DePauw University students of minority faiths have found new ways to celebrate their religious traditions, despite difficulties. Senior Sarah Cooper, who practices Judaism, can celebrate Rosh Hashanah, the Jewish New Year, because of services provided by the Hartman House.
The Hartman House is an overarching entity that houses the center for spiritual life, the Russell J. Compton Center for Peace and Justice and DePauw Community Service. According to Kate Smanik, assistant dean of students for spirituality, service and social justice, the center for spiritual life exists to promote and support spiritual life on campus.
Students of different religious backgrounds have to prepare to celebrate holy days and festivities that will occur throughout the year, such as Rosh Hashanah and Eid, the Muslim holy month of fasting, which is celebrated at the end of Ramadan.
Cooper is preparing with Hillel, a Jewish student organization on campus, to celebrate both Rosh Hashanah and Yom Kippur later this month. In recognition of their holy days, Cooper and fellow Hillel member, sophomore Sarah Congress, will be missing a few days of class. Most professors are understanding of the need to miss class for religious reasons, but they need to be notified prior to accomodate for it, according to Congress.
Smanik said part of her job is to work with the practicing religious communities to find ways to make worship more accessible on campus. The Hartman House provides materials for worship and supplements their worship and celebrations with religious literacy.
The members of Hillel can travel to Indianapolis via a University bus to worship in a synagogue. For other practicing days, Hillel can utilize the Hartman House as a space for worship and executive meetings. Cooper said the Hartman House has been useful because of its resources, “If there was anything I need, I have no doubt that somebody would get it as soon as they could.”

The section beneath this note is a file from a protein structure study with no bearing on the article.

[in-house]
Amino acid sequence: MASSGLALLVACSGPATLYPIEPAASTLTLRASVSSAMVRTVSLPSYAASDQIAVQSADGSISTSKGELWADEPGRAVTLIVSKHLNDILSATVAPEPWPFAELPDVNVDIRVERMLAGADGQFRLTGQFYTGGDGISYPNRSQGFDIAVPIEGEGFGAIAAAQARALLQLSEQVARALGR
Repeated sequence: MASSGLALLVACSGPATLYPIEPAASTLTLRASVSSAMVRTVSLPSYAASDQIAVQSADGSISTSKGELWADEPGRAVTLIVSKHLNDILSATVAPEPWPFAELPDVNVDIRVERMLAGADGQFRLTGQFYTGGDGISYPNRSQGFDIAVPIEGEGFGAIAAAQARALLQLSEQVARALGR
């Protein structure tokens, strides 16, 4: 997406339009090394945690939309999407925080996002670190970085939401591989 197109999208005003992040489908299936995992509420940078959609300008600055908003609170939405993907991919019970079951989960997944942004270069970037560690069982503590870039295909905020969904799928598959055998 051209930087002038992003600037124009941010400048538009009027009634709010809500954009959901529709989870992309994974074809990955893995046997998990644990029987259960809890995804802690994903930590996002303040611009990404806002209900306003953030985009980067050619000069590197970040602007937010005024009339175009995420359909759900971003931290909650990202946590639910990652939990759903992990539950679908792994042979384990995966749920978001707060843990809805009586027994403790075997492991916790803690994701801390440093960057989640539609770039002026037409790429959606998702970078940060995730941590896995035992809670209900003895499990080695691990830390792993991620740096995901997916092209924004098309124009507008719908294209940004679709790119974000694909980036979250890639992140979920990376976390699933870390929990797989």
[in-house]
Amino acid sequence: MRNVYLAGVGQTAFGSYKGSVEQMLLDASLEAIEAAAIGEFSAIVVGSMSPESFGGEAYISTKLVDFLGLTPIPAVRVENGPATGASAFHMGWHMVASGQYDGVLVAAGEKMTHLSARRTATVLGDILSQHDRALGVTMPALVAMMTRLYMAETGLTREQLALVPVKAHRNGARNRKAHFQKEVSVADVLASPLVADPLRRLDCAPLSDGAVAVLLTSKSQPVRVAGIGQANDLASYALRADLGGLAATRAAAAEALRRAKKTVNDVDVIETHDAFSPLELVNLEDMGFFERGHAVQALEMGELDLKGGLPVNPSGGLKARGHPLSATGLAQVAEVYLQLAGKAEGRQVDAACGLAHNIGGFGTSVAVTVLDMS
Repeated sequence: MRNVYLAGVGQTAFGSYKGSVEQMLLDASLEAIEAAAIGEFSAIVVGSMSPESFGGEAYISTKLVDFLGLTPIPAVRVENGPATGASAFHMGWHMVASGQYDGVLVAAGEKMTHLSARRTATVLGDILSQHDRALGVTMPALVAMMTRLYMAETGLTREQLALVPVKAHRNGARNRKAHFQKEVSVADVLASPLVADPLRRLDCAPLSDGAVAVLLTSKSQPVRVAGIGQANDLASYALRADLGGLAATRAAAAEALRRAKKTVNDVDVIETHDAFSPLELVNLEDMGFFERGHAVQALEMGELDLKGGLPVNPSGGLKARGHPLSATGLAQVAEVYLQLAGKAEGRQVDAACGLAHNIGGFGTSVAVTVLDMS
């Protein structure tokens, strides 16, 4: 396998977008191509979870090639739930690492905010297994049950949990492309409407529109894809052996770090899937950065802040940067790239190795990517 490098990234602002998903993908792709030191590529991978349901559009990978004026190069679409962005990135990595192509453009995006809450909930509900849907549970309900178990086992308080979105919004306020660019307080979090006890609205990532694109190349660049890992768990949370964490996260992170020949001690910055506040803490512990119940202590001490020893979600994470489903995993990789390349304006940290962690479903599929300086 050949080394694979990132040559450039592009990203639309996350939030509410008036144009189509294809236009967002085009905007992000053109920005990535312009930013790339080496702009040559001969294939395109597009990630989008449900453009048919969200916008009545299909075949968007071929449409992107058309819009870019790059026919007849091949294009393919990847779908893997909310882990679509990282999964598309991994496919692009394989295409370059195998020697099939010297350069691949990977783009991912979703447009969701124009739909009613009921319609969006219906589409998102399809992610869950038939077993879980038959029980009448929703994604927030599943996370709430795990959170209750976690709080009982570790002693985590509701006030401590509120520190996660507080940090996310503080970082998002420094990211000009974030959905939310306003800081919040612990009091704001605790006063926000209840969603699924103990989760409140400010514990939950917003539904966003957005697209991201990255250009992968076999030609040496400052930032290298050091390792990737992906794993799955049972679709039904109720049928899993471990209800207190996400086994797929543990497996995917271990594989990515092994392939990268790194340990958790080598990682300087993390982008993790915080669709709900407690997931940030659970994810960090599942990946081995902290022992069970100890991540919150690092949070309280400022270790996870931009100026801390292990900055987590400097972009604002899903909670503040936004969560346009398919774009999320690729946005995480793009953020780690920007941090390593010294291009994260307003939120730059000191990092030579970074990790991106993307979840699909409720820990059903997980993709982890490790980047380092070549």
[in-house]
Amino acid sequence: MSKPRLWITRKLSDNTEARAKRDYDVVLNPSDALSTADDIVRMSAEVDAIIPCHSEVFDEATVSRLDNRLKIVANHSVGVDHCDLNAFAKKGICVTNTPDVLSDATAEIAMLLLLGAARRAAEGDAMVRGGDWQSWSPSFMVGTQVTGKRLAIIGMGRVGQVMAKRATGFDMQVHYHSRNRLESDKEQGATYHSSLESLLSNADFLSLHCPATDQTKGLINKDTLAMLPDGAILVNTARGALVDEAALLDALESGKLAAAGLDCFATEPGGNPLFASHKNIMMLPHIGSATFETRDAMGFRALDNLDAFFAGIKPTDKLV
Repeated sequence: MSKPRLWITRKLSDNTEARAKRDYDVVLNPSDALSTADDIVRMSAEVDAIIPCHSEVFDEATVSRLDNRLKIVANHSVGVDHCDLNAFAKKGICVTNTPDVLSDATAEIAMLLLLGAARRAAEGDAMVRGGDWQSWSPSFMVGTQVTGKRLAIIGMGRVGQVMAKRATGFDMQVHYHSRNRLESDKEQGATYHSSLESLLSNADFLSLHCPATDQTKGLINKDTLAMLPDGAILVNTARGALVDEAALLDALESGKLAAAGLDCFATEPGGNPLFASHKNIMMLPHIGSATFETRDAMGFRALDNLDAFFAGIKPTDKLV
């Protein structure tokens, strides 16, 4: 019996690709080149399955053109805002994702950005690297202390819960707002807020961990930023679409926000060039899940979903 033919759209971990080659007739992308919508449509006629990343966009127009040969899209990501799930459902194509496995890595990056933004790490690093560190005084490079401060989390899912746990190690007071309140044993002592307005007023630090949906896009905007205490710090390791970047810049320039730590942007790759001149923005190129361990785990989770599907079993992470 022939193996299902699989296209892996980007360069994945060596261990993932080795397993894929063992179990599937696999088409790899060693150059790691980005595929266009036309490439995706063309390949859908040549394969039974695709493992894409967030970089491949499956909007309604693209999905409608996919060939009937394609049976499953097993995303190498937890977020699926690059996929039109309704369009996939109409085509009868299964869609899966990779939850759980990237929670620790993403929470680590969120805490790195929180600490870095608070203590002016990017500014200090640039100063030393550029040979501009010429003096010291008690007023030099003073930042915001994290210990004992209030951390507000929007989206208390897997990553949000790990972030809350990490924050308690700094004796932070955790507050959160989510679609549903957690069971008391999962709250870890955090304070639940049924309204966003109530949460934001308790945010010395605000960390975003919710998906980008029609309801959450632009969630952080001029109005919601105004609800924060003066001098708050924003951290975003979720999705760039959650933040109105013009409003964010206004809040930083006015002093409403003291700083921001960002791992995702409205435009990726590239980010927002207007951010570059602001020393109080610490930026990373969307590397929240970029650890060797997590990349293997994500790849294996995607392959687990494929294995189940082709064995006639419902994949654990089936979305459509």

Cooper believes her faith has become stronger since coming to DePauw. “I used to say I was Jewish, but emphasis on the -ish part,” Cooper said. “But coming here it has become a bigger part of my identity.”
Junior Pyi Theim Kyaw grew up with a strong religious faith because he was surrounded by a predominantly Buddhist community in Myanmar, where he grew up. Kyaw said upon coming to DePauw, he wanted to continue practicing Theravada Buddhism.
Kyaw spent the summer on campus and utilized the Hartman House resources almost every Sunday to meditate. “I am really grateful that the Hartman House has a little Buddha statue,” said Kyaw. Smanik said because the Buddhist community is growing, they are looking into more ways to celebrate their traditions.
For a Buddhist like Kyaw, it is harder to celebrate his traditions and holy days because of the small Burmese Buddhist community. One holiday is the Water Festival, which is a celebration of the new year that occurs in the second or third week of April. According to Kyaw, people throw water at each other for three to four days, which represents a cleansing of the sins from the past year.
Kyaw said the possibility of falling behind in class if he were to celebrate in Myanmar has made it difficult to celebrate the Water Festival at DePauw. “It is my favorite holiday. I wish I could do it,” Kyaw said.
First-year Hunzala Leghari recently celebrated Eid with the Muslim community. It was celebrated in the Union building where there was a variety of halal food, music and dancing. Leghari said, “It was possibly the best way possible to celebrate Eid.”
Leghari said the transition to DePauw was difficult, but having a roommate of the same religion, the Muslim Student Association (MSA), and the Hartman House have all been helpful in adjusting to practice on campus.
Friday prayers, are the most important, according to Leghari, and are typically prayed at the Hartman Centre in congression. Leghari wishes to educate more people on Islam and to dispel misconceptions. By adding more Halal options in the dining hall and giving people opportunities to learn, they will become more open and accepting, according to Leghari.
Congress noted many people observe and know about the typical Christian holidays, but are lacking in other religions. Congress said, “It is important to be patient, aware and understanding during holy days of all religions.”
According to Smanik, it is important for students of minority faiths to have their traditions celebrated on campus. “I always try to work with the students and faculty and staff that follow the traditions because lived experience matters,” said Smanik. “What really matters is the population here.”